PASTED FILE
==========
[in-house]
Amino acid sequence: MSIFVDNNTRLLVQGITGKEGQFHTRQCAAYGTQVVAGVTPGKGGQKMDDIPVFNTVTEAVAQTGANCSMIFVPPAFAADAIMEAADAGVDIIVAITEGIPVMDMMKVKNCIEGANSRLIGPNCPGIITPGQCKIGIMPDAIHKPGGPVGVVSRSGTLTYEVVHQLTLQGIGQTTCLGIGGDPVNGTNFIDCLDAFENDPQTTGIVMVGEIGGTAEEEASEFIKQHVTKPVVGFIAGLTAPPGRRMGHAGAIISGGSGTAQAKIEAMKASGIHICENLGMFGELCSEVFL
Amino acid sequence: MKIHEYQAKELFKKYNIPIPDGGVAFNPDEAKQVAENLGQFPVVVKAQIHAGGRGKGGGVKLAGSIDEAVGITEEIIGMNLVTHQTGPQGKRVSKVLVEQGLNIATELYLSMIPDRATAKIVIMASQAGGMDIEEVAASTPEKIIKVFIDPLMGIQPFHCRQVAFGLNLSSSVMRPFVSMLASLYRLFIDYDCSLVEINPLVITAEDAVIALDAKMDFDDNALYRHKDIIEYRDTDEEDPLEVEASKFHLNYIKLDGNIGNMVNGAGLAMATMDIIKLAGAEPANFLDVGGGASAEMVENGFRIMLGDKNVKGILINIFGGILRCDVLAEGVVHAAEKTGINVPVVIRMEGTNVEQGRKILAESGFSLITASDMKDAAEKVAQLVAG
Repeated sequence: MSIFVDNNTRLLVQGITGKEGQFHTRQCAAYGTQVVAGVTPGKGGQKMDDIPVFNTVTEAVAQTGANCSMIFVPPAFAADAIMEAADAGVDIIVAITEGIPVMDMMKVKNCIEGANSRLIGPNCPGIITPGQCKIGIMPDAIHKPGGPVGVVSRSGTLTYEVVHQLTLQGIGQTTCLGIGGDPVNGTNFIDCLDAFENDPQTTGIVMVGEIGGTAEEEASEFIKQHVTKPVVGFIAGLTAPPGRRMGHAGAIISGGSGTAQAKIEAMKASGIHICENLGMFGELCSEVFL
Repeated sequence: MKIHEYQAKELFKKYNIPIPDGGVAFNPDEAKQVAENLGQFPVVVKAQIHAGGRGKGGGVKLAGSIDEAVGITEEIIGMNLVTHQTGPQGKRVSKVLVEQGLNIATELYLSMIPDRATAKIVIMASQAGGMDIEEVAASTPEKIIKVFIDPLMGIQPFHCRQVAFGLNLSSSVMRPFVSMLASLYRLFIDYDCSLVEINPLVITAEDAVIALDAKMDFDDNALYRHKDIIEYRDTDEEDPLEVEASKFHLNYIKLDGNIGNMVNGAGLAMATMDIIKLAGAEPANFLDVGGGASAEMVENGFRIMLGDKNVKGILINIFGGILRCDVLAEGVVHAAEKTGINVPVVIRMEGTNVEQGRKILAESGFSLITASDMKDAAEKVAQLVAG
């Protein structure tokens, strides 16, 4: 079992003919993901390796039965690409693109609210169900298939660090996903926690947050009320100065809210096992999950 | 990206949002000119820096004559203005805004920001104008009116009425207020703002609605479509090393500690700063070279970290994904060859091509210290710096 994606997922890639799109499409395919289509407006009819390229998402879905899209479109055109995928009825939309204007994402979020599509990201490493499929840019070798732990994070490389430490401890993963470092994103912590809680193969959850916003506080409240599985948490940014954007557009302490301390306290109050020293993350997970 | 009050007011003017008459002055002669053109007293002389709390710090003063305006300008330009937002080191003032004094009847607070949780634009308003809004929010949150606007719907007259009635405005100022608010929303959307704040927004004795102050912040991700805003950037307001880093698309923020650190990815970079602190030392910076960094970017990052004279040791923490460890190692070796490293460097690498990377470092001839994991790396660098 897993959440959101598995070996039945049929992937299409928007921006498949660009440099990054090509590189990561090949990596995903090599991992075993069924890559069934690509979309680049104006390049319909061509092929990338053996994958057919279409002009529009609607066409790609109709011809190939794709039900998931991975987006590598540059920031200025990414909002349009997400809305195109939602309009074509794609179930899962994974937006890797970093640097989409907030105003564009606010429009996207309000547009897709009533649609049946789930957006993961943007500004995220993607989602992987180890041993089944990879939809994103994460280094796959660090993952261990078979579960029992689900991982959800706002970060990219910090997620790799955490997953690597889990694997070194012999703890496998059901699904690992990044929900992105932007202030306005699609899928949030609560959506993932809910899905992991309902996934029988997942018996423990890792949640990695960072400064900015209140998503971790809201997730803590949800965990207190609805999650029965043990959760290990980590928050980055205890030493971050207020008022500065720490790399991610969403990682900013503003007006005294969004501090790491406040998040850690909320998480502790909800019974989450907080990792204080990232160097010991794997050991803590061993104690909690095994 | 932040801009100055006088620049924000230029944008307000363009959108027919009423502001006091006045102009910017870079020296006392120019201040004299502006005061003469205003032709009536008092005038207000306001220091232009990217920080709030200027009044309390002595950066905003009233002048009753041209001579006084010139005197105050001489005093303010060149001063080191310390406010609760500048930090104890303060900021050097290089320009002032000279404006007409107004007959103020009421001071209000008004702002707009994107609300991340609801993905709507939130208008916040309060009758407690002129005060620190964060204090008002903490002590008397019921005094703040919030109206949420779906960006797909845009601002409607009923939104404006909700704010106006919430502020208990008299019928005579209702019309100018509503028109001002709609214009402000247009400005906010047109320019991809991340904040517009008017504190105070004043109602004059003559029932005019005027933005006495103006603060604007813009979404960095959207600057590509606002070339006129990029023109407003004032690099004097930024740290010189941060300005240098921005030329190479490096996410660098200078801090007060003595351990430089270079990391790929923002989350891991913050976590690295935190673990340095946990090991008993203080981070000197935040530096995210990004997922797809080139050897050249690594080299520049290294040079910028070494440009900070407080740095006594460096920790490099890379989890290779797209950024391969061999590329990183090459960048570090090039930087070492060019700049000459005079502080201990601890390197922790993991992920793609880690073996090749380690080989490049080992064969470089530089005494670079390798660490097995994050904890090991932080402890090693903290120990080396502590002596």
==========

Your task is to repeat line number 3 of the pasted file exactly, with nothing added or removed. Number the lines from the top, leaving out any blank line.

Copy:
Amino acid sequence: MKIHEYQAKELFKKYNIPIPDGGVAFNPDEAKQVAENLGQFPVVVKAQIHAGGRGKGGGVKLAGSIDEAVGITEEIIGMNLVTHQTGPQGKRVSKVLVEQGLNIATELYLSMIPDRATAKIVIMASQAGGMDIEEVAASTPEKIIKVFIDPLMGIQPFHCRQVAFGLNLSSSVMRPFVSMLASLYRLFIDYDCSLVEINPLVITAEDAVIALDAKMDFDDNALYRHKDIIEYRDTDEEDPLEVEASKFHLNYIKLDGNIGNMVNGAGLAMATMDIIKLAGAEPANFLDVGGGASAEMVENGFRIMLGDKNVKGILINIFGGILRCDVLAEGVVHAAEKTGINVPVVIRMEGTNVEQGRKILAESGFSLITASDMKDAAEKVAQLVAG